Despite a surge of interest, microgrid development in the U.S. has been one giant R&D experiment.
There is just over a gigawatt worth of microgrids scattered throughout the country. While many of those projects have proved their value during major storms or extended outages, they are largely custom-engineered and limited to public facilities like schools, hospitals and military bases. They're also highly dependent on fossil fuels, rather than renewables.
That is slowly starting to change. According to a recent report from GTM Research, microgrid development is expected to grow by around 700 to 800 megawatts in the next three years. Some of those new projects will extend to private commercial operations and include solar PV, battery storage and biogas, but the vast majority will still be based on the traditional model.
"The applications are still largely limited," said Timothy Qualheim, VP of Strategy Solutions at S&C Electric Company. "The non-governmental projects are still less than 10 percent of the market, and a lot of them are pet projects."
So how can microgrids evolve into something more significant than one-off installations limited to a narrow set of customers? There is not a single, simple answer. A lot will depend on improvements to state-level planning, how energy markets value ancillary services, the frequency of outages, the economics of distributed energy and how ownership models change.
As grid planners sort through those matters and attempt to streamline the development process, another big question arises: What role will utilities play in these projects?
In theory, the expansion of islandable microgrids beyond critical public facilities could create a lot of headaches for utilities. Declining revenues from decreased sales, conflicts over where microgrid operators can string lines and connect to the distribution system, and worries about reliability when customers separate themselves from the grid are all points of contention.
Some industry observers have argued that if utilities can fully or partially own microgrids, they might be more interested in seeing the market succeed.
"For the vast majority of states, we need to move forward with microgrids with significant utility involvement," said Galen Nelson, the director of market development at the Massachusetts Clean Energy Center. "The business model issues are just as hard as the technical integration issues."
And as a new survey of more than 250 utility executives conducted by Utility Dive points out, power companies are interested in being involved. More than half of the executives surveyed said they see themselves getting into the microgrid market within the next five years. And beyond the next decade, 97 percent said they expect microgrids to offer a business opportunity.
"This defies the perception of utilities as often slow to innovate and resistant to disruptive change," wrote the authors.
It's certainly not clear whether utilities are embracing this change, or just acknowledging the fact that microgrids are going through a small growth spurt. The Utility Dive analysts interpreted the data very optimistically.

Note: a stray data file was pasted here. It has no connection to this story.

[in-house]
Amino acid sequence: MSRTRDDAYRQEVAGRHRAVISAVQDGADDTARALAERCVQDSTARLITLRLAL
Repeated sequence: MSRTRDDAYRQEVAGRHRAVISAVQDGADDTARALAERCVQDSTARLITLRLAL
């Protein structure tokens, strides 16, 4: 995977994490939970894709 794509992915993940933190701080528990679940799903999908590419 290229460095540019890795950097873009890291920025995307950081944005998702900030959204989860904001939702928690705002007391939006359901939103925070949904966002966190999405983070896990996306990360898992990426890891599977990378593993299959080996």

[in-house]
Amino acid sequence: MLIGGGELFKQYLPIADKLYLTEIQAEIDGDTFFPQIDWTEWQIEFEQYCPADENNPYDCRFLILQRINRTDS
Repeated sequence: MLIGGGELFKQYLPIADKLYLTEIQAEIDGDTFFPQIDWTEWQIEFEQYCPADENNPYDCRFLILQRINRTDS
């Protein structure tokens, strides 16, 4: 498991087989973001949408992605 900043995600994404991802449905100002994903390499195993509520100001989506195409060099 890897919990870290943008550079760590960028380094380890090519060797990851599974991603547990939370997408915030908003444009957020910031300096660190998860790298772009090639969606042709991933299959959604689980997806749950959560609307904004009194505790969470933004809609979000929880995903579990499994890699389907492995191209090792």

"It indicates that microgrid development will ramp up quickly in the near term, given that utilities are the dominant players in the electric power industry," concluded the authors.
However, with no comprehensive planning processes in place on the state level, it's unlikely that microgrids will "ramp up quickly" and become a meaningful force in the electric system in the short term. But utility recognition of coming growth is certainly a positive indicator.
So do utilities want to own all the projects? It doesn't appear so. Executives said there would be a mix of ownership opportunities, with power companies playing some role in operating the microgrids in their territories.
No matter how receptive power companies are to the idea of microgrids, there won't be much activity without regulation that values their services. According to the Utility Dive survey, 85 percent of executives said the regulatory environment prevents them from developing or operating projects.
Support for regulatory change appears to be more than just self-interest. The survey also showed that 85 percent of respondents support changes to franchise rights that would allow microgrid developers to gain easier and cheaper access to grid infrastructure.
"If this proves true, and utilities do support franchise rule reforms, it will be a tremendous boon for microgrid developers," wrote the authors.
Assuming utilities start seeing meaningful growth in microgrid development, there are long-term challenges in operating those projects in concert with the rest of the grid. Three-quarters of respondents said they think projects should be controlled by a central operational organization. More than half of those utilities believe they should be put in control, while only 22 percent said a private third party should be in control.
The survey clearly shows that power providers are supportive of microgrids -- in theory. But Utility Dive asks a very important question about what the results mean: "If an overwhelming 97% of utilities see microgrids as a business opportunity, what’s holding them back from capitalizing on it now?"
As partially explained through the responses, a lack of market rules and a disjointed regulatory environment are the primary factors at play. No one has yet come up with a comprehensive process for evaluating, approving and operating projects.
States such as Maryland, Massachusetts and New York are attempting to grapple with these matters and develop a regulatory framework to make microgrid development simpler. But these are multi-year processes. Until planning gets better, it won't matter how positively utilities feel about microgrids -- they simply won't grow beyond niche applications.